Are we heading into volatile waters in September? Market watchers will be on the lookout for changes in USD indexes and other stock market benchmarks this month as some strategists suggest a volatile election season could knock markets, CFRA Chief Investment Strategist Sam Stovall tells CNBC’s Trading Nation. Stovall suggests that history shows markets are cool-headed in fall when during an election year: “If you look at the volatility in the three months prior to the election compared with the non-election years actually volatility typically is less,” Stovall said.
Instead, Stovall suggests we could see a bear market in November. September has spent 25 years shrugging off its reputation as the weakest month for markets, he says, Instead, we should be watchful for the unwinding of the historic post-pandemic rally post-election.
The Financial Times also notes that traders expect a “particularly turbulent US presidential election on November 3 and a potentially messy aftermath.”
What’s this messy aftermath? A premature declaration of victory by King Cheeto: “What if early results in swing states show President Trump ahead, and he declares victory before heavily Democratic mail-in votes, which he has falsely linked with fraud, are fully counted?” asks the NY Times in This is Democrats’ doomsday scenario for election night.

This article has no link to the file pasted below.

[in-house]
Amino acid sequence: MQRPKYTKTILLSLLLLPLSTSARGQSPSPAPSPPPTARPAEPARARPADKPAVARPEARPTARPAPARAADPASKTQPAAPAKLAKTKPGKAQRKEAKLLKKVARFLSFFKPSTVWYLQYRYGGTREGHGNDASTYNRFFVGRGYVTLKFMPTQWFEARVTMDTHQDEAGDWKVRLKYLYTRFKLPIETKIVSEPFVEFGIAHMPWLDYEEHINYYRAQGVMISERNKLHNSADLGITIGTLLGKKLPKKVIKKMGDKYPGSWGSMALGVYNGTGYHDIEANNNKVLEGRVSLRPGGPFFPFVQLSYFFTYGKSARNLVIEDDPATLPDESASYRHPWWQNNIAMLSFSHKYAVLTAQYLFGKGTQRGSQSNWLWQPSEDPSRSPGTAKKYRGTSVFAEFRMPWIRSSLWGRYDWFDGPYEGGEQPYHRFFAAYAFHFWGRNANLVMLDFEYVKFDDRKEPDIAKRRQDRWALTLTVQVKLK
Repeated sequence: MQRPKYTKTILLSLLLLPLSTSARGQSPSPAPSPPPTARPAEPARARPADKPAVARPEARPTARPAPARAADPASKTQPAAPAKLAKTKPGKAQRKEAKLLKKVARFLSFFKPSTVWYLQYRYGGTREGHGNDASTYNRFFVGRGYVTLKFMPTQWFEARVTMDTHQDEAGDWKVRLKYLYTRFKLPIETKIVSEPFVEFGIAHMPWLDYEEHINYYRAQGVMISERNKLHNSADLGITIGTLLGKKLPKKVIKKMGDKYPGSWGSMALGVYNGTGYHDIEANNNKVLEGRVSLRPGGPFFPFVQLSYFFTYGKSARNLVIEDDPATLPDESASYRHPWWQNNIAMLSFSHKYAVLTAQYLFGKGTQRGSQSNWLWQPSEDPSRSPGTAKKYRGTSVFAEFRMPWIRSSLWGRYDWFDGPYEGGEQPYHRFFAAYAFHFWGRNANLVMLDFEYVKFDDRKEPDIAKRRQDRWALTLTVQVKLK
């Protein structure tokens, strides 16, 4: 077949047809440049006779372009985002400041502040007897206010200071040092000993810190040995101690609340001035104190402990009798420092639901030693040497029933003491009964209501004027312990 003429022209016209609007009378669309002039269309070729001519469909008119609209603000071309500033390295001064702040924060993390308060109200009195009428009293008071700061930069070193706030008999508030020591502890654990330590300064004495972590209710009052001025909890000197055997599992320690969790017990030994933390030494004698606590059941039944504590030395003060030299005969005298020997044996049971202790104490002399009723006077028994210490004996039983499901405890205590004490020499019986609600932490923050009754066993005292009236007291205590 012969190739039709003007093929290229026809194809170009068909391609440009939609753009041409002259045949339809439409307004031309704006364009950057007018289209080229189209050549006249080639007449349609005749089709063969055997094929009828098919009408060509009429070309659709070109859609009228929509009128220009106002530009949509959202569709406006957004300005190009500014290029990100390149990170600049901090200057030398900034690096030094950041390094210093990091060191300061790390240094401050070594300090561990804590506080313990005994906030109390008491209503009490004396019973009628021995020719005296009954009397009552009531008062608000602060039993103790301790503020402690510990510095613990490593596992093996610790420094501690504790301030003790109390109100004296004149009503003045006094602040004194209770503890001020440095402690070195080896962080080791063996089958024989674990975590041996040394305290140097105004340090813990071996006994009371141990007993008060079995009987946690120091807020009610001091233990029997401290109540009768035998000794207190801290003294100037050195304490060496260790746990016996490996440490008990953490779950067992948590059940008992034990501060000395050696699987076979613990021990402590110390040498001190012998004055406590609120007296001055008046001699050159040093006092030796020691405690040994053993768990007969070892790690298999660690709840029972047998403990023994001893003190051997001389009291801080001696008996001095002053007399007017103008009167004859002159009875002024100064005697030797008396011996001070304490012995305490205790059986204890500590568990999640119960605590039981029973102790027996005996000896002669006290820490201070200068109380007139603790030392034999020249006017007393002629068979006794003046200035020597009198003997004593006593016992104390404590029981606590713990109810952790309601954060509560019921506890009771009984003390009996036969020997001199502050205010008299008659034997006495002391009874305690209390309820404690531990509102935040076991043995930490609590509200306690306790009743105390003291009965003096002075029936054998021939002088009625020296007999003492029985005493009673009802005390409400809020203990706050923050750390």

SIGN OF THE TIMES: US debt is set to exceed the size of the economy next year for the first time since the Second World War.
Corporate bonds are smashing records in the US: Companies have issued more bonds in the first eight months of 2020 than in any full-year on record, the FT reports. Refinitiv data shows that overall bond issuance has now reached USD 1.919 tn so far this year, exceeding the previous annual record of USD 1.916 tn in 2017. The Federal Reserve’s emergency intervention in the corporate bond market in March, in which it pledged to buy corporate bonds and ETFs, has seen liquidity-starved firms rush to the markets to raise cash.
Meanwhile: The US has lifted a decades-old arms embargo on Cyprus, prompting backlash from Turkey. Turkey’s Foreign Minister said the move could lead to a flare up in tensions in the eastern Mediterranean, according to Bloomberg. The embargo had been in place to maintain peace on the partitioned island, over which Ankara holds de-facto control of the northern third.